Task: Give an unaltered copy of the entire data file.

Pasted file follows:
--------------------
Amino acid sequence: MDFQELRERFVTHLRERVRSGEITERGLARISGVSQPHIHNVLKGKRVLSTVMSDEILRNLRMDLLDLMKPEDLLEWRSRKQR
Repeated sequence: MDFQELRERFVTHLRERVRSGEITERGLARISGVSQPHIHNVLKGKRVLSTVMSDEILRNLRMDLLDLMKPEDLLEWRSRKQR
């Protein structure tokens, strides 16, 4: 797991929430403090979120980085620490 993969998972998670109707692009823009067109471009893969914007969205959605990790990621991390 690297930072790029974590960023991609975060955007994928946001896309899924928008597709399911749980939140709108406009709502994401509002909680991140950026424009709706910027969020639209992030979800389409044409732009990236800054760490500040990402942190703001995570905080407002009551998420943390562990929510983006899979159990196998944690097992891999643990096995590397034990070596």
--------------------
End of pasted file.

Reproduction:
Amino acid sequence: MDFQELRERFVTHLRERVRSGEITERGLARISGVSQPHIHNVLKGKRVLSTVMSDEILRNLRMDLLDLMKPEDLLEWRSRKQR
Repeated sequence: MDFQELRERFVTHLRERVRSGEITERGLARISGVSQPHIHNVLKGKRVLSTVMSDEILRNLRMDLLDLMKPEDLLEWRSRKQR
């Protein structure tokens, strides 16, 4: 797991929430403090979120980085620490 993969998972998670109707692009823009067109471009893969914007969205959605990790990621991390 690297930072790029974590960023991609975060955007994928946001896309899924928008597709399911749980939140709108406009709502994401509002909680991140950026424009709706910027969020639209992030979800389409044409732009990236800054760490500040990402942190703001995570905080407002009551998420943390562990929510983006899979159990196998944690097992891999643990096995590397034990070596």